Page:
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FEMS Microbiol Lett. 2003 Nov 21;228(2):181-6.

Multidrug-resistant Pseudomonas aeruginosa strains harbouring R-plasmids and AmpC beta-lactamases isolated from hospitalised burn patients in a tertiary care hospital of North India.

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Department of Microbiology, JN Medical College Hospital, Aligarh Muslim University, Aligarh 202002, India.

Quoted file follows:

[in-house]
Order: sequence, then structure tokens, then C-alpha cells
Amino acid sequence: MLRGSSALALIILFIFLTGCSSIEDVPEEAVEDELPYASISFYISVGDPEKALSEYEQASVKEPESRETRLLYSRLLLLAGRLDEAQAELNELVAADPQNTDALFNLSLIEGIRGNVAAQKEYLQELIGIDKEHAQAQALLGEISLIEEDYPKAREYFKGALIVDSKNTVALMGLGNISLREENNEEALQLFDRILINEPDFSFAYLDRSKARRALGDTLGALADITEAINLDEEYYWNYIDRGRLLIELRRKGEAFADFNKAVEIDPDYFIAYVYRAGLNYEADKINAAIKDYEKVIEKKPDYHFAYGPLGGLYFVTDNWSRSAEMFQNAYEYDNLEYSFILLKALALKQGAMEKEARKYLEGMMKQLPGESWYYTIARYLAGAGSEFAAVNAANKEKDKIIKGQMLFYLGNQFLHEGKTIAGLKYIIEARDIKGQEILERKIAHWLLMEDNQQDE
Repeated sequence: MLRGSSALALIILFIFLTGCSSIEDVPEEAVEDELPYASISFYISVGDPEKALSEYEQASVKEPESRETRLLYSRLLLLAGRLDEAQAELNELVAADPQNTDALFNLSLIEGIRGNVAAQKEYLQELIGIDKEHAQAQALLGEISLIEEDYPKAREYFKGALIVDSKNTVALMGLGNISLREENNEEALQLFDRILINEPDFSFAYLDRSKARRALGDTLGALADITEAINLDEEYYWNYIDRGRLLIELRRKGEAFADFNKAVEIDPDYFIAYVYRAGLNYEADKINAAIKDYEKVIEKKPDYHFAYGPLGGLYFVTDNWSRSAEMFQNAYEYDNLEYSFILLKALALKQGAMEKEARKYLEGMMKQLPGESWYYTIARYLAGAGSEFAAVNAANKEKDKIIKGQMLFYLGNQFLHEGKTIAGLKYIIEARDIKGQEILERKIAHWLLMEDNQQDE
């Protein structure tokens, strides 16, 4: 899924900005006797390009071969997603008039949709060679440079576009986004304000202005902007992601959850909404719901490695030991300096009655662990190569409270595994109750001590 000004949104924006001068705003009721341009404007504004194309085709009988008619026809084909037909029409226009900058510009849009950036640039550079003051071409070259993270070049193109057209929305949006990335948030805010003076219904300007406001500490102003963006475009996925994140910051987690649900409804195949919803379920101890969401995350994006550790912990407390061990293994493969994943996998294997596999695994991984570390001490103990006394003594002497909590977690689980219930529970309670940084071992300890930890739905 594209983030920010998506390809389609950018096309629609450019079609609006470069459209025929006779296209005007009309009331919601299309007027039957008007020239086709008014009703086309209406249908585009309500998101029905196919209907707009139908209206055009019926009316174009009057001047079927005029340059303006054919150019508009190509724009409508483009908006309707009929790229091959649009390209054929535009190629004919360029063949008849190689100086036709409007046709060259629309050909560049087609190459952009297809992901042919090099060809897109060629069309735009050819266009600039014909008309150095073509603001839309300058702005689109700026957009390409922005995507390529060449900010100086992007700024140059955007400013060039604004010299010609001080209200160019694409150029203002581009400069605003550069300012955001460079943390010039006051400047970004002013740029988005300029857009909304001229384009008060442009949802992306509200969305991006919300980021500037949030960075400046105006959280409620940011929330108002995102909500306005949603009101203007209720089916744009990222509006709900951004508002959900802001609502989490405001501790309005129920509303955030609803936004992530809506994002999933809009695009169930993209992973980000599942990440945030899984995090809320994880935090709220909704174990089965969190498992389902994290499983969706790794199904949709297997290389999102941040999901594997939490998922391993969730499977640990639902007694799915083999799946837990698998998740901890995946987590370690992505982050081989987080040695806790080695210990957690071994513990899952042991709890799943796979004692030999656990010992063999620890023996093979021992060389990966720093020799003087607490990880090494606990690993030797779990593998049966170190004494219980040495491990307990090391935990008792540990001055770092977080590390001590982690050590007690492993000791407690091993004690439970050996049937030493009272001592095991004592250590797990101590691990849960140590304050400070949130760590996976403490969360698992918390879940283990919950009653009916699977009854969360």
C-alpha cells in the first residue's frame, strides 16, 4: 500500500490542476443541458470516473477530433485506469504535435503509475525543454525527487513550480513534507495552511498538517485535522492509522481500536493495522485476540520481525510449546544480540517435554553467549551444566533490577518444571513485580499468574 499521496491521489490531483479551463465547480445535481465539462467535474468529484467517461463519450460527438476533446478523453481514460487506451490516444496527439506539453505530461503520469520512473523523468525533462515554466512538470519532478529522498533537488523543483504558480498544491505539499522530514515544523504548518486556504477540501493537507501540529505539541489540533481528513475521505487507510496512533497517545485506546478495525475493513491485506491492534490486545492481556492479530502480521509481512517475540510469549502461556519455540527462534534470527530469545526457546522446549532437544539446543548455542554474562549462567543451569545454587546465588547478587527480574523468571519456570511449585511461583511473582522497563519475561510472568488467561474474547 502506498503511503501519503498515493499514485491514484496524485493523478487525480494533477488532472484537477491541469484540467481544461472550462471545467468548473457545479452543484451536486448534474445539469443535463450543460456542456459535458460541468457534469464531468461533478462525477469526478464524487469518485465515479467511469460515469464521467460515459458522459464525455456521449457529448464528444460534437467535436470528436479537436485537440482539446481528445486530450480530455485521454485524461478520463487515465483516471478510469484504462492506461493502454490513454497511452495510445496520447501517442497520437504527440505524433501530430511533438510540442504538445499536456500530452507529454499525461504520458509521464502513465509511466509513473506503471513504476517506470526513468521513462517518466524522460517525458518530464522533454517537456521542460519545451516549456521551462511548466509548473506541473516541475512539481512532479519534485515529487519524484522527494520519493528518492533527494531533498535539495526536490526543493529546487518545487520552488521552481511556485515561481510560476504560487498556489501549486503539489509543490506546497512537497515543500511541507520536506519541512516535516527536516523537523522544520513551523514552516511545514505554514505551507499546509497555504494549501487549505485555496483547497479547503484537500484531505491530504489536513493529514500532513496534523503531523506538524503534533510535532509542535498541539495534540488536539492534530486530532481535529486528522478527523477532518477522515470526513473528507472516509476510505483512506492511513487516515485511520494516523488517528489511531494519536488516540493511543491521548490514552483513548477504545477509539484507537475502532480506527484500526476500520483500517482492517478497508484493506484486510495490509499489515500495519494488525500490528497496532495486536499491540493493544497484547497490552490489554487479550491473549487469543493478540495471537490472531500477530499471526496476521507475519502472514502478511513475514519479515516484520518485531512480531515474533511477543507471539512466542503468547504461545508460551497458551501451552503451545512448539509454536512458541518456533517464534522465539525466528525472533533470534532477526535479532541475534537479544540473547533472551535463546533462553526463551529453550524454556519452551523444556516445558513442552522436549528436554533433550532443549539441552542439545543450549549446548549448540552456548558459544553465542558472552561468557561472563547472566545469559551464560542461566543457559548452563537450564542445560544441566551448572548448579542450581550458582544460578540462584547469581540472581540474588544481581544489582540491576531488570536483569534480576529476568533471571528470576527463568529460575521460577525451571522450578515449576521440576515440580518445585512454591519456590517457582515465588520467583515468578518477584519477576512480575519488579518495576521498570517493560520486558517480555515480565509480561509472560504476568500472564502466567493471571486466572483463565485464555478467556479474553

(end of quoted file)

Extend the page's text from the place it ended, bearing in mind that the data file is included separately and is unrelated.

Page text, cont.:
The present study was designed to determine resistance rates and patterns in Pseudomonas aeruginosa isolates obtained from hospitalised burn patients in an Indian tertiary care hospital. To that end, we isolated plasmid(s) from the multidrug-resistant isolates, demonstrated the plasmid-mediated resistance by curing and transformation experiments, and screened all the isolates for the occurrence of AmpC beta-lactamases. Thirty isolates of P. aeruginosa were analysed for the presence of antibiotic resistance. Plasmid-curing experiments and AmpC beta-lactamase detection were performed on all the isolates and seven isolates showing the most common antibiotic resistance pattern were selected for plasmid isolation and transformation experiments. All 30 isolates were multidrug-resistant and the majority (83.3%) of isolates were resistant to seven or more antibiotics, out of 11 antibiotics tested including anti-pseudomonal and non-anti-pseudomonal antimicrobial drugs. The most striking feature was the presence of resistance to amikacin. A 48.5-kb plasmid was isolated from the isolates. Curing and transformation experiments showed that resistance to amikacin was plasmid-mediated. Phenotypic screening for the occurrence of AmpC beta-lactamases showed that 20% of isolates were AmpC producers whereas 10% of isolates were characterised as 'indeterminate' for AmpC enzyme. In conclusion, a markedly high (56.7%) resistance to amikacin was noted in the present study. Amikacin resistance was determined to be plasmid-encoded and the presence of an AmpC beta-lactamase was inferred in 20% of isolates. This is among the first reports regarding the emergence of plasmid-mediated resistance to amikacin and the occurrence of AmpC beta-lactamases in P. aeruginosa strains from India.

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